"Buenos dias", "buenas noches" -- this was the first words in a foreign language I heard in my life, as a three-year old boy growing up in developing post-war Western Germany, where the first gastarbeiters had arrived from Spain. Fascinated by the strange sounds, I tried to get to know some more languages, the only opportunity being TV courses of English and French -- there was no foreign language education for pre-teen school children in Germany yet in those days. Read more
To find some answers Tim Machan explores the language's present and past, and looks ahead to its futures among the one and a half billion people who speak it. His search is fascinating and important, for definitions of English have influenced education and law in many countries and helped shape the identities of those who live in them.
This volume provides a new perspective on the evolution of the special language of medicine, based on the electronic corpus of Early Modern English Medical Texts, containing over two million words of medical writing from 1500 to 1700.
The book is about the numeral classifier system and the acquisition of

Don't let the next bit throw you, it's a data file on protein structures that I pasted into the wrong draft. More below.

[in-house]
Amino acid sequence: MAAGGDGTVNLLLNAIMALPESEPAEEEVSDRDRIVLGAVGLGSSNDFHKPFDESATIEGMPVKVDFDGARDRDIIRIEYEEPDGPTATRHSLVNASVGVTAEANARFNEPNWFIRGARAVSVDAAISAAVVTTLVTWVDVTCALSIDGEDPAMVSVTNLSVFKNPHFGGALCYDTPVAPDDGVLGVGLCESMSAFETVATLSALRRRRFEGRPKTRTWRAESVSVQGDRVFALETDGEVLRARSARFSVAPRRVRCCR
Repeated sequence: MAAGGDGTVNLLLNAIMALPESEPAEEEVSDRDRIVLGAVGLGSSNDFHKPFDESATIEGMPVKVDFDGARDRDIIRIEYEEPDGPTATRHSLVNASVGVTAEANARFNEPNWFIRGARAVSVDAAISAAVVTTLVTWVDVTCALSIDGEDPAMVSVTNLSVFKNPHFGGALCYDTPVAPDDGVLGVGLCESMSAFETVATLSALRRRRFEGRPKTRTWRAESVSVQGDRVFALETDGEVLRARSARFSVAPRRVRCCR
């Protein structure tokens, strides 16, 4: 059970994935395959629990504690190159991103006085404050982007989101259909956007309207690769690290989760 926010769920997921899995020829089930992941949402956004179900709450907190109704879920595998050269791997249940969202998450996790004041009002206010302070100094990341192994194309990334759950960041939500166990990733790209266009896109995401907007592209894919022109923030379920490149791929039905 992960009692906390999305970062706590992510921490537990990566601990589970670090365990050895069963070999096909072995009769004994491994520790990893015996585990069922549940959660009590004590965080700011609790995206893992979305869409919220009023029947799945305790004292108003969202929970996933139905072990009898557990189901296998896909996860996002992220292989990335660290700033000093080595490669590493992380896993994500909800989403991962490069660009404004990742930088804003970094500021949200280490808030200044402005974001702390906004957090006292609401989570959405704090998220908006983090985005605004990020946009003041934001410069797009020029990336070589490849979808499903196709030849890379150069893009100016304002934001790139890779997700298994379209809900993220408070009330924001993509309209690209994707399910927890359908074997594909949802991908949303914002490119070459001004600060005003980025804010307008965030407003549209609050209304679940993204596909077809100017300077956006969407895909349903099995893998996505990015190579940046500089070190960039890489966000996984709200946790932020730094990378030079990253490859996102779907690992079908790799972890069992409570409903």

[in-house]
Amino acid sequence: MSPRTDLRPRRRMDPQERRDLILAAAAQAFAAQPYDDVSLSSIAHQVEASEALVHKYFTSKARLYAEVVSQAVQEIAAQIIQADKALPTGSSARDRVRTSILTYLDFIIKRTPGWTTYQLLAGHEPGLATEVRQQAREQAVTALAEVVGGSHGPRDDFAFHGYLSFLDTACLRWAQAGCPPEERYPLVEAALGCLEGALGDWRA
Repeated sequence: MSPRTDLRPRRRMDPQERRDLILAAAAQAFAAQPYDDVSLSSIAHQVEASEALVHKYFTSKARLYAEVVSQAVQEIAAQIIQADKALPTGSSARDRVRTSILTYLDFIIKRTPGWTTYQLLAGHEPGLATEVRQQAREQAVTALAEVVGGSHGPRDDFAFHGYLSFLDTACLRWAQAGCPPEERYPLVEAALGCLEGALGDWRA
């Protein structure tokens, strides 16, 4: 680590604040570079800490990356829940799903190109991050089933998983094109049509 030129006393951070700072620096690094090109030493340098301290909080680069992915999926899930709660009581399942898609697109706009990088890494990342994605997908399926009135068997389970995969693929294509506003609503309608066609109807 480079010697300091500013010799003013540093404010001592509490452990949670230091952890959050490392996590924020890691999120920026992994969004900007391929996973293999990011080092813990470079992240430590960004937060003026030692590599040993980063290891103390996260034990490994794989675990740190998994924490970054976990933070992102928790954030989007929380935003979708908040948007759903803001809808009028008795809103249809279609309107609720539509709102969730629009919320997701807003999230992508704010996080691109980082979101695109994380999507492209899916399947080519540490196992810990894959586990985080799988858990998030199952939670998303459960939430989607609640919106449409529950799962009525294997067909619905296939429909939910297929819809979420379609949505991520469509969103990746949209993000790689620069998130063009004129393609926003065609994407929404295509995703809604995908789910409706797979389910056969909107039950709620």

Japanese classifiers by Japanese children.
The Acquisition of Japanese Numeral Classifiers consists of two parts.
First, it provides a general typological characterization of numeral
classifier phrases and discusses problems in determining what constitutes
the nature of classifiers. It also discusses the semantic properties of
numeral classifiers based on an analysis of four languages from four
different language families. Second, it examines the acquisitions of
Japanese numeral classifiers by Japanese preschool children, ages 3 to 6,
with a primary emphasis on the development of comprehension. The importance
of the study is that it reveals that young children have a much greater
sensitivity to the conceptual underpinnings of the numeral classifier
system than was previously considered to be the case. The research results
also provide a converging source of evidence that young children often come
to initially grasp the structure of the world in ways that are better
understood in cognitive than perceptual terms. The implications will
contribute to not only the area of language acquisition but also
categorization and conceptual development.
Of interest to: Libraries, Advanced Students and Researchers in General
Linguistics, Psycholinguistics, Typology, Japanese Studies